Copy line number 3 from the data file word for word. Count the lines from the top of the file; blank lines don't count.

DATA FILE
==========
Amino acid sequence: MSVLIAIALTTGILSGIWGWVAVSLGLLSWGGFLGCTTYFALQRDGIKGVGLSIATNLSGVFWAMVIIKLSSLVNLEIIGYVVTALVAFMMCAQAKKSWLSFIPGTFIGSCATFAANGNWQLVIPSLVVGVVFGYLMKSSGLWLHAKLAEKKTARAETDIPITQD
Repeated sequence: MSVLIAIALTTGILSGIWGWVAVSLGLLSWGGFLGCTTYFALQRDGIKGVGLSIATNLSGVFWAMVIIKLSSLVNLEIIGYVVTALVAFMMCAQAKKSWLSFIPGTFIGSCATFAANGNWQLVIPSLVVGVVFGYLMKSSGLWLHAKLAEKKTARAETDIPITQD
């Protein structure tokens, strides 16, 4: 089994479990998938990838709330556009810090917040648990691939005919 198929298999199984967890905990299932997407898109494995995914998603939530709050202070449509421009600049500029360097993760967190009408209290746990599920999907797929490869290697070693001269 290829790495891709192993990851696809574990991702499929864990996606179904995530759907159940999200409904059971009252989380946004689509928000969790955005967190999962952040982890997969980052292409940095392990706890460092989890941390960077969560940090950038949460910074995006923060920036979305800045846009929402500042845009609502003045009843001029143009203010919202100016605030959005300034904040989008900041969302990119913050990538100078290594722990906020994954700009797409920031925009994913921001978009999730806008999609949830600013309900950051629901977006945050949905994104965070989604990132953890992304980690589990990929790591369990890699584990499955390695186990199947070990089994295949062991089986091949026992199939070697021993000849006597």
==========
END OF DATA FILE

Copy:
């Protein structure tokens, strides 16, 4: 089994479990998938990838709330556009810090917040648990691939005919 198929298999199984967890905990299932997407898109494995995914998603939530709050202070449509421009600049500029360097993760967190009408209290746990599920999907797929490869290697070693001269 290829790495891709192993990851696809574990991702499929864990996606179904995530759907159940999200409904059971009252989380946004689509928000969790955005967190999962952040982890997969980052292409940095392990706890460092989890941390960077969560940090950038949460910074995006923060920036979305800045846009929402500042845009609502003045009843001029143009203010919202100016605030959005300034904040989008900041969302990119913050990538100078290594722990906020994954700009797409920031925009994913921001978009999730806008999609949830600013309900950051629901977006945050949905994104965070989604990132953890992304980690589990990929790591369990890699584990499955390695186990199947070990089994295949062991089986091949026992199939070697021993000849006597």